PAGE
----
Nile dredging another “regime change” strategy: group

The Jieng Council of Elders, a group of mostly politicians loyal to President Salva Kiir, said dredging of the Nile tributaries and resumption of the Jongeli Canal is another “regime change” strategy.

The group claims to work for the interest of the Dinka tribe in South Sudan.

“This project is not in the national interest. It is not in the interest of the country. It is a project designed to advance and propagate the regime change strategy by another means”, Joshua Dau, the co-chair of the Jieng Council Elders said in a statement extended to Sudan Tribune on Thursday.

Dau, also a member of South Sudan’s Council of States, claimed those supporting the dredging project are advancing the “Kiir Must Go” slogan.

“If you look closely at the proponents advocating the commissioning of the project, you clearly see the leaders are the same advocates of why Kiir Must Go”, he explained.

The legislator wondered why the protest was only staged in Unity state while most parts of the country, including his own, expressed the same situation.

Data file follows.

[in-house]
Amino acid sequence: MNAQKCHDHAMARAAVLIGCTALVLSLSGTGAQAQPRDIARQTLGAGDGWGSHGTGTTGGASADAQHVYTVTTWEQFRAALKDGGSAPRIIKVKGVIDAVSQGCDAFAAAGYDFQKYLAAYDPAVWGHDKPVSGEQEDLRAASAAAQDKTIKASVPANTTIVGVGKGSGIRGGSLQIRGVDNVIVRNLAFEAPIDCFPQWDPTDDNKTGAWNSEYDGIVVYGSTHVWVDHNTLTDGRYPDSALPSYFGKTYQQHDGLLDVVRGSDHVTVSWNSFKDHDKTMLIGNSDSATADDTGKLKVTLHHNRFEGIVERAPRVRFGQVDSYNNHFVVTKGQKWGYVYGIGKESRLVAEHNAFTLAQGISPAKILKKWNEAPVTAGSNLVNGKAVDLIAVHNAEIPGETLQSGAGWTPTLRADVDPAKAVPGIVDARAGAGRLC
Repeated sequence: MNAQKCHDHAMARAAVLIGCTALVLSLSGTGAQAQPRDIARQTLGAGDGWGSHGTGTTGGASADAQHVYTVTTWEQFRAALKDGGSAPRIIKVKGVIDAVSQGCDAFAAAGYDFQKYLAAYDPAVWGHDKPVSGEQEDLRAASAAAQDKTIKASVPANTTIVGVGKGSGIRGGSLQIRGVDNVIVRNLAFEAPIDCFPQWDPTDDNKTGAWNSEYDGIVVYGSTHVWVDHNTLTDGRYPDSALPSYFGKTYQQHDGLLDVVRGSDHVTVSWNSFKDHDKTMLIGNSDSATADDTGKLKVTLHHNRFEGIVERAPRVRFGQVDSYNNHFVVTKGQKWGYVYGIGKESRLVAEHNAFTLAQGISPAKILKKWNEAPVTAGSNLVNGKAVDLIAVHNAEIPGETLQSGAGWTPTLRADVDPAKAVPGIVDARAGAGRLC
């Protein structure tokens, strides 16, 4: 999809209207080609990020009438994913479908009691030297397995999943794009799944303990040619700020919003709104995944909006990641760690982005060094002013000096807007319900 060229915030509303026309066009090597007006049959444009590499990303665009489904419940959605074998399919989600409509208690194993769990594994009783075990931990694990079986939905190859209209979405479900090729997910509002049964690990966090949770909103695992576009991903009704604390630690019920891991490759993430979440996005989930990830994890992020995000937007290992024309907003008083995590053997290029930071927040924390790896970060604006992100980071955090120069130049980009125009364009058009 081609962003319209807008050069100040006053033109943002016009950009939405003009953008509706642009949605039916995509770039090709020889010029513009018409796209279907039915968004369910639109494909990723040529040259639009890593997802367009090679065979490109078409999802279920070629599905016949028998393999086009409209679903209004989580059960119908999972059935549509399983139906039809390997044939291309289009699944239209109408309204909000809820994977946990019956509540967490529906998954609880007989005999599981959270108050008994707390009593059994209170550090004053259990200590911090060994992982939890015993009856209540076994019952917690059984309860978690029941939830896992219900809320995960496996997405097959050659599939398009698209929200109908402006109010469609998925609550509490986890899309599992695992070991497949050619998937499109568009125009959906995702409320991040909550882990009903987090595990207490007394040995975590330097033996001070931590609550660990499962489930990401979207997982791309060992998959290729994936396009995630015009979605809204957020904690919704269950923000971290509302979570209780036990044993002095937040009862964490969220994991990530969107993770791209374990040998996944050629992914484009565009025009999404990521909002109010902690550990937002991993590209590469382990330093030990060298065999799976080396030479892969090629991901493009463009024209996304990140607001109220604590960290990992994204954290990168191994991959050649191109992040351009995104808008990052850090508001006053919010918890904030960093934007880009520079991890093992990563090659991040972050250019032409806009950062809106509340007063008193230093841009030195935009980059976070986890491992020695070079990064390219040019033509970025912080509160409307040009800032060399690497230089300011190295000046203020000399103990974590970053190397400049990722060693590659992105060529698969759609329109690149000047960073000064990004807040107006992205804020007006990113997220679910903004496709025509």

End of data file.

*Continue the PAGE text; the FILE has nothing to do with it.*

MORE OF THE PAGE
“If it is a national interest, why only one area, tell me”? wondered Dau.

He added, “Most parts of South Sudan as you know, especially in the Upper Nile, including the home of President Salva Kiir, are get submerge by water and they have not gone to protest. What you are telling me is a politically organized protest by the architects”.

The veteran politician remarks came day after First Vice President Riek Machar descried the dredging of the Nile project as an initiative of the government based on national interests.

“When we make our decisions, it is not on any external factors, not also on any prejudice against any nation, but our national interest. Any project we do is in our national interest. This has to be clear,” Machar stated.

The armed opposition leader said the government must find a solution for the floods that have displaced more than 80 percent of the people in Unity State and most parts of Jonglei and Upper Nile states.

“As we are solving the Nile issue, we must first consider the flood-affected communities,” he stressed.

The split in public opinion, which extended to government officials, prompted Kiir to suspend all dredging activities in the country until evidence-based studies are carried out to assess its impact on communities.

Despite continuing public consultations and debates in Juba, citizens in Unity state took to the banks of the Naam River with hand tools on Thursday to clear waterweeds in protest against the suspension of dredging activities.

Source: Sudan Tribune